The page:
A Vanderbilt University Medical Center Alumni Publication

Vanderbilt Medicine

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Jeff Balser, M.D., Ph.D.

Vice Chancellor for Health Affairs

By Jeff Balser
July 2009

Photo by Joe Howell

Photo by Joe Howell

This marks my first edition of Vanderbilt Medicine as vice chancellor for Health Affairs. It seems fitting (and only a little ironic) that in an issue devoted to the looming shortage of health care providers, the first thing I speak of is the retirement of one of the greatest physician leaders that academic medicine has ever produced. On June 1, Harry Jacobson, M.D., stepped down from a post he held for 12 years – years that reflected his energy, his breadth of vision and his extraordinary capacity to attract the finest scientists, clinicians and educators to invest their careers and their futures at Vanderbilt. It was a dozen years notable for the amazing growth and remarkable achievements.

While the accomplishments of the last decade have been transformative at Vanderbilt and elsewhere, the challenges facing medicine have grown even faster, and are now unprecedented in scale and scope. Care is too costly. Access is inequitable and far too limited. And our public health statistics in many areas are no better than those of Third World countries. The impending crisis is exacerbated by rapidly increasing demand for health care amidst a declining supply of physicians, nurses and other health care providers.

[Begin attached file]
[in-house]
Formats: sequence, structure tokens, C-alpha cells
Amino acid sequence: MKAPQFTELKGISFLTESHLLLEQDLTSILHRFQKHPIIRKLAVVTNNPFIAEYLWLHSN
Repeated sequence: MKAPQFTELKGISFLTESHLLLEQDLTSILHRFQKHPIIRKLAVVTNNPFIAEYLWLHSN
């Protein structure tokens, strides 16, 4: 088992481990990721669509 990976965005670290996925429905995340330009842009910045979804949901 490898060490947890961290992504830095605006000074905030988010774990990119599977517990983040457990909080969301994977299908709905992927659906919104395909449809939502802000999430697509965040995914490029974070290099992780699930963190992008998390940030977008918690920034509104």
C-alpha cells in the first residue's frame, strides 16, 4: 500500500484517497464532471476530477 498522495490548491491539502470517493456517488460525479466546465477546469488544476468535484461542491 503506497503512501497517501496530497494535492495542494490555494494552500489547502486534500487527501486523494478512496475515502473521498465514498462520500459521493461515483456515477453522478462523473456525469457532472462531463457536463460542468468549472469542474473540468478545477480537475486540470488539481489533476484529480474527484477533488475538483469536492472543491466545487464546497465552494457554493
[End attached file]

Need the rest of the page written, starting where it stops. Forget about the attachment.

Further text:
It is apparent that medicine and the way we practice must change. In this issue of Vanderbilt Medicine we explore one of the many issues that confronts health care. We all know the statistics. By 2025 the shortage of physicians could top one quarter of a million – that is if we continue to practice medicine the way we always have. Beyond a call for change, we hope this issue will paint a picture of real reform, illustrating how we are beginning to change the way medicine is practiced through a handful of current initiatives at Vanderbilt – making the entire health care team far more productive, while dramatically cutting the cost of care and taking a quantum leap in improving quality.

Transformative change requires us all to re-imagine the way we practice. We need to build different care teams using the skills and abilities of a new and enlarged group of professionals from nurses to pharmacists to health coaches. We must learn how to both train and practice in teams – not as disconnected individuals in distinct professional silos. With world-class schools of medicine and nursing both engaged and committed to innovation, Vanderbilt has an exceptional opportunity to explore new models, and to lead national efforts aimed at re-conceptualizing the health care workforce.

There is no doubt that the expanded use of information technology will extend our reach, our ability to work as teams, and our quality as caregivers; in this arena Vanderbilt has broad, unparalleled capabilities and a longstanding tradition of leadership. We will need exceptional information tools to allow us to see, monitor and guide the care of many more patients, as we train more doctors, more nurses, and a wide array of health care professionals to effectively use these productivity and quality tools.

If we remain open-minded and innovative in seeking creative answers to the provider shortage, we have the potential to discover lasting solutions that can address even broader challenges in health care – and in doing so re-shape the future of medicine, here and across the globe.

©2009 Vanderbilt Medical Center
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